Criteria for scientific choice I, II
Alvin Weinberg wrote two papers in 1963 and 1964 titled Criteria for Scientific Choice and Criteria for scientific choice II: The two cultures. In them, he makes a case for better allocation of the large amounts of public funding going into science in the USA (which was remarkably new, and in large part a result of WWII). Unfortunately, these papers are not open access, so if it interests you to read you can reach out to me. This was interesting and relevant to prioritisation within science, so I’d thought to share my notes here. It isn’t polished or highly detailed.
Weinberg sets two categories of criteria by which to assess what to fund within science. Internal criteria are generated within the scientific field itself and answer the question: How well is the science done? External criteria are generated outside the scientific field and answer the question: Why pursue this particular science?
He thinks that External criteria are more important, because these more directly map to benefits for society. He also says in the paper that he expects generally useful scientific progress to be less serendipitous -
The technological usefulness of the laser came after, not before, the principle of optical amplification was discovered. But it is my belief that such technological bolts from the scientific blue are the exception, not the rule
Than he classifies external criteria into three parts:
Technological merit—for a given technological goal, support the necessary knowledge.
Scientific merit—A field in which lack of knowledge is a bottleneck to the understanding of other fields deserves more support than a field which is isolated from other fields. That field has the most scientific merit which contributes most heavily to and illuminates most brightly its neighbouring scientific disciplines. (Weinberg seems to be arguing against the claim that scientific fields should be judged internally, by domain experts).
Social merit—relevance to human welfare and the values of man.
The following is a fun part, where the author assesses 5 scientific fields according to these merits, so I’ll cite it all:
Having set forth these criteria and recognising that judgments are fraught with difficulty, I propose to assess five different scientific and technical fields, in the light of these. The five fields I choose are molecular biology, high-energy physics, nuclear energy, manned-space exploration, and the behavioural sciences. Two of these fields, molecular biology and high-energy physics, are, by any definition, basic sciences; nuclear energy is applied science, the behavioural sciences are a mixture of both applied and basic science. Manned exploration of space, though it requires the tools of science and is regarded in the popular mind as being part of science, has not yet been proved to be more than quasi-scientific, at best.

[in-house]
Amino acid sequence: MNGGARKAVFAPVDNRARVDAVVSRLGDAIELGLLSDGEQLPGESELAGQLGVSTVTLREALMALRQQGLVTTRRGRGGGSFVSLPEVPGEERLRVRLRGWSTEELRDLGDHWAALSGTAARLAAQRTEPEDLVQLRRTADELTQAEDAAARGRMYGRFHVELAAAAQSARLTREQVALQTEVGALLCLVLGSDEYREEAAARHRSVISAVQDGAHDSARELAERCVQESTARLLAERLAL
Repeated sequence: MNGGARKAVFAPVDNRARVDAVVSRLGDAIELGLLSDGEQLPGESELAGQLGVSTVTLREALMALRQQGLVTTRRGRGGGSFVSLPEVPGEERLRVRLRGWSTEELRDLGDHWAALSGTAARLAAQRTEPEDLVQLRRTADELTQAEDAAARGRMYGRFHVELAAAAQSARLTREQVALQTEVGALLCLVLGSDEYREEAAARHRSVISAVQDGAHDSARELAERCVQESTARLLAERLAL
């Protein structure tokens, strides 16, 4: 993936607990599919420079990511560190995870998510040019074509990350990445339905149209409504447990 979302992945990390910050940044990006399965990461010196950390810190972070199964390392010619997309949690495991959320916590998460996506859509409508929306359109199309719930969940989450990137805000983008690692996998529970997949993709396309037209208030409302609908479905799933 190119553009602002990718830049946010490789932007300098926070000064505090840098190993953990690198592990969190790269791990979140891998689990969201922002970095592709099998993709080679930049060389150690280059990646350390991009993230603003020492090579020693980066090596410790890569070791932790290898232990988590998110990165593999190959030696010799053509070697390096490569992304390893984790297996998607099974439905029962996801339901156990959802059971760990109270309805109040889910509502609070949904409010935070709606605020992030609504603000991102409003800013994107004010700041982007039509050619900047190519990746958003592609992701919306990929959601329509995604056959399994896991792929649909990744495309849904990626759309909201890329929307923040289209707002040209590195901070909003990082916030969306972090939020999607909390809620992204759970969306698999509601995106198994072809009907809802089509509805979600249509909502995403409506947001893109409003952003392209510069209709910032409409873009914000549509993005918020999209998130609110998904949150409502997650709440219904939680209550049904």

The fields which I choose are incommensurable: how can one measure the merit of behavioural sciences and nuclear energy on the same scale of values? Yet the choices between scientific fields will eventually have to be made whether we like it or not. Criteria for scientific choice will be most useful only if they can be applied to seemingly incommensurable situations. The validity of my proposed criteria depends on how well they can serve in comparing fields that are hard to compare.
Of the scientific fields now receiving public support, perhaps the most successful is molecular biology. Hardly a month goes by without a stunning success in molecular biology being reported in the Proceedings of the National Academy of Sciences. The most recent has been the cracking by Nierenberg and Ochoa of the code according to which triples of bases determine specific amino acids in the living proteins. Here is a field which rates the highest grades as to its ripeness for exploitation and competence of its workers, It is profoundly important for large stretches of other biological sciences—genetics, cytology, microbiology—and, therefore, according to my criterion, must be graded A + for its scientific merit. It also must be given a very high grade in social merit, and probably in technological (that is, medical) merit—more than, say, taxonomy or topology. Molecular biology is the most fundamental of all the biological sciences. With understanding of the manner of transmission of genetic information ought to come the insights necessary for the solution of such problems as cancer, birth defects, and viral diseases. Altogether, molecular biology ought, in my opinion, to receive as much public support as can possibly be pumped into it; since money is not limiting its growth, many more post-graduate students and research fellows in molecular biology ought to be subsidised so that the attack on this frontier can be expanded as rapidly as possible.